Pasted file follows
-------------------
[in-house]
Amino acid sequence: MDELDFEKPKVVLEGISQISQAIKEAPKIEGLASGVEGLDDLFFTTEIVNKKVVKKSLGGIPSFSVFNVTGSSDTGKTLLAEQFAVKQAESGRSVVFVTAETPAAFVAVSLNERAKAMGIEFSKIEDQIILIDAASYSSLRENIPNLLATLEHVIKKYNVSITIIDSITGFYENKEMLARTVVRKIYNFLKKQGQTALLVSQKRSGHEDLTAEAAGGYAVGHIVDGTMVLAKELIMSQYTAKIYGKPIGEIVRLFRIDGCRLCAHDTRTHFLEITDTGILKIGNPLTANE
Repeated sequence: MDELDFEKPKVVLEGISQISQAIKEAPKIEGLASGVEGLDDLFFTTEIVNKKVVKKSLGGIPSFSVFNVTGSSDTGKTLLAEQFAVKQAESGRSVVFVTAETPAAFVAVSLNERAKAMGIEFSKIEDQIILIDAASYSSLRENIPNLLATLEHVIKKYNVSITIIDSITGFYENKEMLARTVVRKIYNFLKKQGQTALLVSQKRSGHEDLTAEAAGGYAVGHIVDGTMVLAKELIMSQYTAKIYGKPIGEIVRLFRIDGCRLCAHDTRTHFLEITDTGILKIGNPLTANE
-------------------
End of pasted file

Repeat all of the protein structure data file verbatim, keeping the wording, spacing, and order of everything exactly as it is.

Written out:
[in-house]
Amino acid sequence: MDELDFEKPKVVLEGISQISQAIKEAPKIEGLASGVEGLDDLFFTTEIVNKKVVKKSLGGIPSFSVFNVTGSSDTGKTLLAEQFAVKQAESGRSVVFVTAETPAAFVAVSLNERAKAMGIEFSKIEDQIILIDAASYSSLRENIPNLLATLEHVIKKYNVSITIIDSITGFYENKEMLARTVVRKIYNFLKKQGQTALLVSQKRSGHEDLTAEAAGGYAVGHIVDGTMVLAKELIMSQYTAKIYGKPIGEIVRLFRIDGCRLCAHDTRTHFLEITDTGILKIGNPLTANE
Repeated sequence: MDELDFEKPKVVLEGISQISQAIKEAPKIEGLASGVEGLDDLFFTTEIVNKKVVKKSLGGIPSFSVFNVTGSSDTGKTLLAEQFAVKQAESGRSVVFVTAETPAAFVAVSLNERAKAMGIEFSKIEDQIILIDAASYSSLRENIPNLLATLEHVIKKYNVSITIIDSITGFYENKEMLARTVVRKIYNFLKKQGQTALLVSQKRSGHEDLTAEAAGGYAVGHIVDGTMVLAKELIMSQYTAKIYGKPIGEIVRLFRIDGCRLCAHDTRTHFLEITDTGILKIGNPLTANE